Airbnb owners caught ignoring travel ban to let out holiday homes

Accommodation booking sites are being urged to clamp down on holiday-home owners after an Observer investigation found that half of Airbnb owners were willing to host guests for trips this month, including over half-term.

Despite a national lockdown with “stay at home” messages and strict government guidelines allowing people to only book accommodation under exceptional circumstances – such as moving house, for work or fleeing domestic abuse – our research found that 50% of Airbnb hosts we messaged to book a trip outside of these reasons, in locations such as London, Margate, Birmingham and Whitstable, were happy to proceed with the booking.

When asked if it was possible to stay bringing a child over half-term, one Airbnb owner in Birmingham responded: “Yes, you’re very welcome. Three minutes walk away is a lovely boating lake/reservoir. Lots of ducks and wildlife.” Another replied: “Yes, you can stay with your son … Looking forward to being your host.”

When booking, Airbnb asks guests to tick a box confirming they are staying for a valid reason, but our research and reviews on the platform show that guests are flouting these rules and property owners are continuing to host holidaymakers even when they know it is illegal to do so.

Other travel accommodation sites such as Booking.com were also found to be allowing people to book trips on their platforms. While some accommodation owners on Booking.com clearly state that you will need to bring evidence to support your stay, others did not stipulate extra measures and it appeared that a holidaymaker could book a trip without any stringent checks in place.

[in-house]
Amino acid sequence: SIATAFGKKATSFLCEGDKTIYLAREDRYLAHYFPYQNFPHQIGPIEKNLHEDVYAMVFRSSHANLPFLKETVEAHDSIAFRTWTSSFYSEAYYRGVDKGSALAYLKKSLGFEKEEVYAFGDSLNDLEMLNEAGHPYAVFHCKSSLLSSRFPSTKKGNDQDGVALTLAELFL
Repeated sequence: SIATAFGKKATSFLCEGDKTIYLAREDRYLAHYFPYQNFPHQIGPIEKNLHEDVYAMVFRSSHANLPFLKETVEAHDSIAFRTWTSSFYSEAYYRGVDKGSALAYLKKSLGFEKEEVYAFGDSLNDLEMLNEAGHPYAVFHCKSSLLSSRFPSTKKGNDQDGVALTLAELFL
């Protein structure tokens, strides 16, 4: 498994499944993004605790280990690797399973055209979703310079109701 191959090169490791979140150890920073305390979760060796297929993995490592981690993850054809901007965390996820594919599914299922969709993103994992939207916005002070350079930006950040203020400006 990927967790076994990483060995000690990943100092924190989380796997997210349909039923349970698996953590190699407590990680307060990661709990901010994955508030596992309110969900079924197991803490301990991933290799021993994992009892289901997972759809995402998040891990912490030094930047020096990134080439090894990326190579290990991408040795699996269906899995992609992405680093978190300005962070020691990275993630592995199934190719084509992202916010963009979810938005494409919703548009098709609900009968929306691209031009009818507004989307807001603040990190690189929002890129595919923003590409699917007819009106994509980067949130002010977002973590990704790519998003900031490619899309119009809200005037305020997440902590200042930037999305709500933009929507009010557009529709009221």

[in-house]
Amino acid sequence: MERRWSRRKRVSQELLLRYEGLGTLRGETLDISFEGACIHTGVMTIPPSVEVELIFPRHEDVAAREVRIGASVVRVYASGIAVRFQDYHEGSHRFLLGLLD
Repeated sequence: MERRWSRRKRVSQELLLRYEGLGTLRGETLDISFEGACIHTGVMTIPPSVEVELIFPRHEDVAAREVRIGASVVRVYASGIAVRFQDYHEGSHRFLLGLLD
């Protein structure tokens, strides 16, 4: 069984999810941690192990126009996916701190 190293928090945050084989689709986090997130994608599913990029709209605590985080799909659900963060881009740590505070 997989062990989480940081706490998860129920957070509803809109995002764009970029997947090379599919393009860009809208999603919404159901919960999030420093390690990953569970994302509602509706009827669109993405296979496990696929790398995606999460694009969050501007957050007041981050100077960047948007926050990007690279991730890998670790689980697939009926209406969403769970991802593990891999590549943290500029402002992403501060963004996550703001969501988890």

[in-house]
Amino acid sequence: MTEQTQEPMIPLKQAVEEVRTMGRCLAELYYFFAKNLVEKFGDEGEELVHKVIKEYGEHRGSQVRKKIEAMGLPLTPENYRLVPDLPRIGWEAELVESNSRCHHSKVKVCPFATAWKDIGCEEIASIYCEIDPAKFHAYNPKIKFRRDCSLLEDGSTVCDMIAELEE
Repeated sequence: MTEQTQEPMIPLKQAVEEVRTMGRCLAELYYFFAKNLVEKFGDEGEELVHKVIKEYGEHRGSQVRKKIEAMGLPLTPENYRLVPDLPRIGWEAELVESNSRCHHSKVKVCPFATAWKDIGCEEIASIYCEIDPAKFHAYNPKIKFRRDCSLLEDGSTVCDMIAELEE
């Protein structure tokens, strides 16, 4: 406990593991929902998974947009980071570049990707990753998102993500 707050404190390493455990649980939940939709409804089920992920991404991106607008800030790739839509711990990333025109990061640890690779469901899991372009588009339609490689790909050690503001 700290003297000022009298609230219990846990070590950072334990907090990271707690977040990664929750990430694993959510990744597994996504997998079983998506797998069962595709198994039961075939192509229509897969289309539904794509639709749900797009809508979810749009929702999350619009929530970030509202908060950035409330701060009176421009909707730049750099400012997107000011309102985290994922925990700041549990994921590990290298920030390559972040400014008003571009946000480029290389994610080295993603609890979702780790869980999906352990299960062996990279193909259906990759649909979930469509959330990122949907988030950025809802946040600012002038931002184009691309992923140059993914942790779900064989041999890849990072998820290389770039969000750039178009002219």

Karen Buck, the Labour MP for Westminster North, who has spoken out about Airbnb previously, said: “Short-let accommodation platforms need to take their responsibilities very seriously, and make clear to hosts that they will not be permitted to flout the rules.

“It simply can’t be left to hard-pressed local councils or national government to monitor and enforce, while both platforms and hosts benefit from the income. This appears to demonstrate why the ‘sharing economy’ shouldn’t escape regulation entirely.”

One Airbnb host in Margate, who asked not to be named, told the Observer: “‘We were asked if it was possible for a group of four friends to come to our Airbnb, which of course legally and morally we had to decline,” she said. “While we are aware people are desperate for some respite, it is a national lockdown. It’s very frustrating that some think the rules don’t apply to them.”

A spokesperson for Airbnb said: “We take these reports very seriously and are investigating the cases that have been brought to our attention. With lockdowns in place across the UK, stays on Airbnb are only available in limited circumstances, in line with government guidance. The vast majority of hosts follow the rules and our website restricts bookings to guests with legal exemptions.”

A spokesperson for Booking.com said: “During this rapidly evolving time, Booking.com is committed to featuring information across its site reiterating to customers that there are currently travel restrictions to consider in many destinations. We have also set up tools to make it easier for accommodations to provide clear information to guests about what national and local measures mean, and to indicate any conditions that may apply, including requiring proof of essential travel where relevant.”

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